What helps for me: Keep yourself positive, try to interact with positive people, don’t let yourself get down. Physical activity is also helping a lot in that regard. With that being said, let’s go to the next paragraph.

The game concept sounds very interesting, I can’t wait to play your game.
Keep the good work and most importantly your spirit up. I am wishing you luck!

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Hello @AlyssaThalon ,

I am so sorry to learn of your struggles with mental health. While we at Unreal/Epic Games are not mental health experts by any means, we are very happy to be here for you to post your game development ideas. We are so stoked to have you as a part of our community!

I don’t know if this helps, but I also agree with the very supportive post from @njivkov . Physical exercise is beneficial for brain health, along with good nutrition. Feel free to post whatever comes to your mind as you continue to build more and more ideas into your game. Perhaps in a way, forgetting your High Concept is a new opportunity to create something even greater! Some artists best work spring forth by recovering from a tragedy.

I encourage you to remain positive. Your concept sounds marvelous! If you build it, it will come!

If you are building this type of game alone, it will take you 6+ years (even on a small scale) . Don’t want to bash on all the positivity, but building a multiplayer / survival / crafting game is the most complicated thing there is to make.

Youll benefit a lot from momentum and seeing meaningful progress get done.

To that end, I’d agree with above post. The game you’ve described is a 5 million dollar game or minimum 5 year game (for a very experienced developer who has a clear vision).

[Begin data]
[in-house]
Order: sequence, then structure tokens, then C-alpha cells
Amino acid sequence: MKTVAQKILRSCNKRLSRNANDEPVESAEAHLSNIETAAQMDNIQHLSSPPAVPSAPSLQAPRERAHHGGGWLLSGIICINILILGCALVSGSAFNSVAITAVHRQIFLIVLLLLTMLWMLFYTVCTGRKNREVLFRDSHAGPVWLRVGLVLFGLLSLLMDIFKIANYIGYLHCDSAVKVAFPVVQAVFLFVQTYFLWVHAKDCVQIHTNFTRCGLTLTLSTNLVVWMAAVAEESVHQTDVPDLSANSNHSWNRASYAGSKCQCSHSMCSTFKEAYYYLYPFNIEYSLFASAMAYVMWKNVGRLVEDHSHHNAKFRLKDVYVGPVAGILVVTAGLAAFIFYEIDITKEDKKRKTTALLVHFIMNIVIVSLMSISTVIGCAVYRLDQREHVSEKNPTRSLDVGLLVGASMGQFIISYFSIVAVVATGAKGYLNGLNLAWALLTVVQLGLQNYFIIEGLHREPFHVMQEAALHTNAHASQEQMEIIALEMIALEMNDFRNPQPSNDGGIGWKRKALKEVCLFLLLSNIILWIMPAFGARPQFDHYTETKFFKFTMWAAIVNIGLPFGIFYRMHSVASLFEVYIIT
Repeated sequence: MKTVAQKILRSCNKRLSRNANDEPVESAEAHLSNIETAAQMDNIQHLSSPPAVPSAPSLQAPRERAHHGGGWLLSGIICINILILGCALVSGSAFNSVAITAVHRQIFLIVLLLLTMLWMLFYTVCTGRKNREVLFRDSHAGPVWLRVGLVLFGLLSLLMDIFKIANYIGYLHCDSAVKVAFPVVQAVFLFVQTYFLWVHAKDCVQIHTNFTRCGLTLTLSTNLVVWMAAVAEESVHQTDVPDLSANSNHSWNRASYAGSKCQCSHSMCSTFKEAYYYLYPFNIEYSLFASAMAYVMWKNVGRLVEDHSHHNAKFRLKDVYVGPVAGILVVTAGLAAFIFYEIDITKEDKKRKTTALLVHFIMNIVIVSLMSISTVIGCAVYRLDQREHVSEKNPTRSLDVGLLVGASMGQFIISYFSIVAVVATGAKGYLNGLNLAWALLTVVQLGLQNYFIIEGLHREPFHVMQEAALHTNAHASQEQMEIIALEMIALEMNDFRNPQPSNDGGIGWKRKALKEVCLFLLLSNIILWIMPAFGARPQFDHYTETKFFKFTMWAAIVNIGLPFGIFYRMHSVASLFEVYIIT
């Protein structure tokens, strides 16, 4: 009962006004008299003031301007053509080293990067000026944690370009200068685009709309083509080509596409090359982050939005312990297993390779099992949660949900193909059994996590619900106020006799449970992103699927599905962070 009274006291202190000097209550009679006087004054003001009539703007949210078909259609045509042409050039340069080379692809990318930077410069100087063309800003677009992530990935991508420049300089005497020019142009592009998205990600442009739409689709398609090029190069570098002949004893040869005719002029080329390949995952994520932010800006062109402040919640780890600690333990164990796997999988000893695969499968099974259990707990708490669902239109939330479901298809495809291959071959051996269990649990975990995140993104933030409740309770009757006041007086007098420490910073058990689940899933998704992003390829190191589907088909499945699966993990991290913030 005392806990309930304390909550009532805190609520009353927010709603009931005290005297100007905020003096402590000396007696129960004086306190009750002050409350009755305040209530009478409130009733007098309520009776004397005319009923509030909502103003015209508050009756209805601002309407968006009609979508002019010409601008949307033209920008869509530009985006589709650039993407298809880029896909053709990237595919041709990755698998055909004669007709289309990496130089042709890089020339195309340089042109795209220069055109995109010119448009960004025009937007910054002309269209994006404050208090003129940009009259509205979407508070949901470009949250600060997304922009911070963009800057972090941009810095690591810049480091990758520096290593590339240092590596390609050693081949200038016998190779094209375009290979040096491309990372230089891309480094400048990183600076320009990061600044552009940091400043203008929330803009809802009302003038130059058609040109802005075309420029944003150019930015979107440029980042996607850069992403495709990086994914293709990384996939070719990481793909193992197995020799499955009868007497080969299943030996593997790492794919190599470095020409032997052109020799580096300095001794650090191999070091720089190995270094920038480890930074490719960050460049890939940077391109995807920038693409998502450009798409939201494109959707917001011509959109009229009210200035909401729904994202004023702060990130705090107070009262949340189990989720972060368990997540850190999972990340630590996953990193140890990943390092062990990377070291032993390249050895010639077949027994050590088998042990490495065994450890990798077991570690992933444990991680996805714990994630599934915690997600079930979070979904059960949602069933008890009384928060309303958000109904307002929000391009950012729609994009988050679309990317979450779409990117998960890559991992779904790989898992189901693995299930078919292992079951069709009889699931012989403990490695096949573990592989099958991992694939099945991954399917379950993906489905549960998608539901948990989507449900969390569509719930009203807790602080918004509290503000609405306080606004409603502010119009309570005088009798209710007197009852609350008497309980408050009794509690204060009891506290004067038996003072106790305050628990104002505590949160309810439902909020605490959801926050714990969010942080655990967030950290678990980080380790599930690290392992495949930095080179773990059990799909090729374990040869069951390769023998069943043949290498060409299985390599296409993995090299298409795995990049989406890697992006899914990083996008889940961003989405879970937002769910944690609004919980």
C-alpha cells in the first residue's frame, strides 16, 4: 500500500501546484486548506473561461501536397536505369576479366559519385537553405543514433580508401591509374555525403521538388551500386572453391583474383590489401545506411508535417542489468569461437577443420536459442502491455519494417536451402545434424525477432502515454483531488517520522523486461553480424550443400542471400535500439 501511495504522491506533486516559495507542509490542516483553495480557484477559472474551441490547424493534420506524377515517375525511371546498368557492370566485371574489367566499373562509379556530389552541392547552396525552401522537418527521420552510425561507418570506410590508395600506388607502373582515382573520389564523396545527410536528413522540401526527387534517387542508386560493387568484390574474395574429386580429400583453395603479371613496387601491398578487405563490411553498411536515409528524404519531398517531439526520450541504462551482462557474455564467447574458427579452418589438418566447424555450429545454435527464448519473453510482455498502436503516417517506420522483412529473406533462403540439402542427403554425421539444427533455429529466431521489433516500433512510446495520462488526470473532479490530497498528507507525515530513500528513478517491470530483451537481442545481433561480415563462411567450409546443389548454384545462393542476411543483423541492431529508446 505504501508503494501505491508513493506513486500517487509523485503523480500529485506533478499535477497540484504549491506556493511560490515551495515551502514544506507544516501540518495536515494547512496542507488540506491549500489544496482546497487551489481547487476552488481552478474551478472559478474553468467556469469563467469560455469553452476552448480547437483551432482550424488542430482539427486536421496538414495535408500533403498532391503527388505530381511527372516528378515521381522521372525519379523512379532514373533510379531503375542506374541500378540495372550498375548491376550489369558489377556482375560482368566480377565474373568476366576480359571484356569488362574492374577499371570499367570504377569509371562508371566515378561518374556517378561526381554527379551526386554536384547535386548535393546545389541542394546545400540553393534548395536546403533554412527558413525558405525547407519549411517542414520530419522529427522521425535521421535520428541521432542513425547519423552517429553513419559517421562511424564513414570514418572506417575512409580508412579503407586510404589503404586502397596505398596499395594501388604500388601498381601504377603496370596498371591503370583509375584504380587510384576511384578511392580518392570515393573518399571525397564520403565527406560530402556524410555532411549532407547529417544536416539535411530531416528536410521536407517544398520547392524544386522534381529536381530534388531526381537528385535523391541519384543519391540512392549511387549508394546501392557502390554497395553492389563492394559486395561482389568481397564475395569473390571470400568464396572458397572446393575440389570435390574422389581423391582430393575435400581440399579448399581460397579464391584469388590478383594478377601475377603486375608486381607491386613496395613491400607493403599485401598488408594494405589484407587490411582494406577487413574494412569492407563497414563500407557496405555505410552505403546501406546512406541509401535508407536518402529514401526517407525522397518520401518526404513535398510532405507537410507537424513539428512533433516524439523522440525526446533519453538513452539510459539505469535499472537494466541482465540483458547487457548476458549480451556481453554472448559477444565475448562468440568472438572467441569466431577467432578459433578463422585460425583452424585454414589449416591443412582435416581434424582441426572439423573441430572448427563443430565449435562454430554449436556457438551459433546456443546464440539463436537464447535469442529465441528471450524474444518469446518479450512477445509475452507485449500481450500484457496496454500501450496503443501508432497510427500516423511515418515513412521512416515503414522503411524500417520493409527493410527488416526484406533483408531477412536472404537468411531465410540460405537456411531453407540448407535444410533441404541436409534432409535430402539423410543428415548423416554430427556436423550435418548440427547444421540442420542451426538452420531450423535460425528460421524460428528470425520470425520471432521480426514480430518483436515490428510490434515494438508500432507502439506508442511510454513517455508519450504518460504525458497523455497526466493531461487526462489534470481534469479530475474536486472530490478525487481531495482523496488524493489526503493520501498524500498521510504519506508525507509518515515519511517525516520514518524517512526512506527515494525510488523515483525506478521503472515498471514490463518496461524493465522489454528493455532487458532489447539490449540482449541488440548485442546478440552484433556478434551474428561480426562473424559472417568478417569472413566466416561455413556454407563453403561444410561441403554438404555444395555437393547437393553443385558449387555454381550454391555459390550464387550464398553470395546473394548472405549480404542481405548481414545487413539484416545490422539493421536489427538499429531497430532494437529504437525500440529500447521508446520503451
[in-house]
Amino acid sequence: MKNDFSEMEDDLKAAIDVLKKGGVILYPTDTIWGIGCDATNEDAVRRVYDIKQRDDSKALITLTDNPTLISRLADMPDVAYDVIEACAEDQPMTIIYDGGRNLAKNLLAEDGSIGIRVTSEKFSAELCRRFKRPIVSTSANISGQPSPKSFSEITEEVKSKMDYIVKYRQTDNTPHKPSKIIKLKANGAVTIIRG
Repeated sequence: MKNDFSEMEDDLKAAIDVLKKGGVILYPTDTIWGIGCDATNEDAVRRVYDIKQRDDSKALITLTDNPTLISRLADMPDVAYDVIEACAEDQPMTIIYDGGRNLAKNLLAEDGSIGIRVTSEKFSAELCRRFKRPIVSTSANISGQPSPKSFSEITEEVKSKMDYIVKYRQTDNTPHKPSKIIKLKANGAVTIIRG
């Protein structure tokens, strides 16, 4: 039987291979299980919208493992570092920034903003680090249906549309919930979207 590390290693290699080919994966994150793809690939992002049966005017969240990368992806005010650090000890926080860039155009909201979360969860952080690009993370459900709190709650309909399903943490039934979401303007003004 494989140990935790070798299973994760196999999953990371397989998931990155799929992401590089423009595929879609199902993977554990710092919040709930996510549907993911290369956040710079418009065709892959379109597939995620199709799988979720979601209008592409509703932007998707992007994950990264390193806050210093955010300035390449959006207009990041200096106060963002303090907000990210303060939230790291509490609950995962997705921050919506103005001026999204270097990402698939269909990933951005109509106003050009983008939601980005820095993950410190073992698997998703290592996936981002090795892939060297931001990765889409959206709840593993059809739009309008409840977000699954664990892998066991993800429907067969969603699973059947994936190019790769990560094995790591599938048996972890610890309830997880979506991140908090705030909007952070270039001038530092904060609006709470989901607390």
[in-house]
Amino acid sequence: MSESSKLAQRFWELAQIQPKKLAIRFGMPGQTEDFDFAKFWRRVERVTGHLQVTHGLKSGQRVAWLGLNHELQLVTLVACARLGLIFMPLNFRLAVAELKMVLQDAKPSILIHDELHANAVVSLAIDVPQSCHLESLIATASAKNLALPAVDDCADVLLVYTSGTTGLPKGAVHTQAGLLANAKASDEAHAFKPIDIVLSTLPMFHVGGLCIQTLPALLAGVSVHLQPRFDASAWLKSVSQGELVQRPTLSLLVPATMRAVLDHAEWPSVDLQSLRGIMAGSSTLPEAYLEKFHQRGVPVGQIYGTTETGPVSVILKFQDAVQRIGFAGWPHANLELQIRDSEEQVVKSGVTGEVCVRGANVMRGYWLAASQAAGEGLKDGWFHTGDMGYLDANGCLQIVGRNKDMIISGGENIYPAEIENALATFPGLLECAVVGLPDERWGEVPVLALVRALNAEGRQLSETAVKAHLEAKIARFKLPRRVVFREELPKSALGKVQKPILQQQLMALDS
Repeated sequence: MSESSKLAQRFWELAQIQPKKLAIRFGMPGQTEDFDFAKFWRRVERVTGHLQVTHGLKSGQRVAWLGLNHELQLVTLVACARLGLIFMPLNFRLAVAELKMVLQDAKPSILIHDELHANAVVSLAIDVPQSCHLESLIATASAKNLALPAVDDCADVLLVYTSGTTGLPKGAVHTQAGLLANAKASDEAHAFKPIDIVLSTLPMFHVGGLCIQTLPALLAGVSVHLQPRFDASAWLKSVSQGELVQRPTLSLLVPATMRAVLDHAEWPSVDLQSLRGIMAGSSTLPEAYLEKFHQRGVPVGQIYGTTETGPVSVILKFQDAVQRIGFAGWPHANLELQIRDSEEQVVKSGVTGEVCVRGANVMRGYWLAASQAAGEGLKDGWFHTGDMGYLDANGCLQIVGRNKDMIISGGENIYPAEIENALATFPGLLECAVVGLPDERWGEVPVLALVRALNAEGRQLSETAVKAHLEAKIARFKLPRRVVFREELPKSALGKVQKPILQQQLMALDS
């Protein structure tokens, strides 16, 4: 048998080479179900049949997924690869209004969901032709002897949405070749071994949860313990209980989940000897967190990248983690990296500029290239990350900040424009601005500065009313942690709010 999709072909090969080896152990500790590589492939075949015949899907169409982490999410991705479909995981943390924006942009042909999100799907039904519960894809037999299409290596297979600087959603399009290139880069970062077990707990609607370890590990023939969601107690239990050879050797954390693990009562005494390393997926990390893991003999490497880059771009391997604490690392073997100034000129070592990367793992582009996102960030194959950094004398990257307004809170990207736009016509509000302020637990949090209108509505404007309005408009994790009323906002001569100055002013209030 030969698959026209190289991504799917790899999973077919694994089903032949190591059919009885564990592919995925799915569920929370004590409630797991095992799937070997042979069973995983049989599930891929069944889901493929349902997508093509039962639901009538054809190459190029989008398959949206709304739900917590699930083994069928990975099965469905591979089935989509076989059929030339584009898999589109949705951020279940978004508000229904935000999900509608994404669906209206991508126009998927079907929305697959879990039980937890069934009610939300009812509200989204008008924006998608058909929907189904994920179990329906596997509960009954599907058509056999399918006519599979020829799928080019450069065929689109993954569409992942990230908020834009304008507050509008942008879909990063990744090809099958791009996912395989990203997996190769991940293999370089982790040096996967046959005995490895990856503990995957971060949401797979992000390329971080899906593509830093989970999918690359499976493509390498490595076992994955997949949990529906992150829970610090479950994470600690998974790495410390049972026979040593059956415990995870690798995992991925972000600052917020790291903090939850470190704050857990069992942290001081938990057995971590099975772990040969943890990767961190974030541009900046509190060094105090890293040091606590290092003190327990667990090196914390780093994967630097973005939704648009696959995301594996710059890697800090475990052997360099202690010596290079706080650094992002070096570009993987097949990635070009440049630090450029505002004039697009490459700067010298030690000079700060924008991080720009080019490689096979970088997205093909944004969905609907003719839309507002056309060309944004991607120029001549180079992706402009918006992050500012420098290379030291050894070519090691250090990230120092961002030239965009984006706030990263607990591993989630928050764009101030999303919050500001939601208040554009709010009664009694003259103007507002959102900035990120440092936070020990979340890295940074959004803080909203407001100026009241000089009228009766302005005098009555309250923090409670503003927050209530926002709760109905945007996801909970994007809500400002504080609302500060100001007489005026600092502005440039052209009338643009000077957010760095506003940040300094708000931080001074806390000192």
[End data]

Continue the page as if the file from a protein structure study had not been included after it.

I’d work on boiling down to an idea that is so crystal clear you can play it from start to end in your head. Something really, really simple. You’ll never keep working on a single game project for five years if its not some passionate dream you’ve had for your whole life. You will burnout. So you have to make games that take like 1 year max to finish (a few months is better).

Survival games involve lots of systems working together. It doesn’t matter if every system is simple - making many parts communicate as one is a massive mountain of work. And nobody can show you how to do it - it’s all project dependent so bug fixing is going to be on your own.

You’ll absolutely love seeing people play your game and you’ll really love if they get exactly experience that you designed from it. But to get to that point I think you have to make a game that takes just one system such as you’ve described and does it really well.

That’s another thing to consider: will you be happy if you put a ho-hum indie game on the market, or you put out a well-made, highly polished experience that people lose themselves in?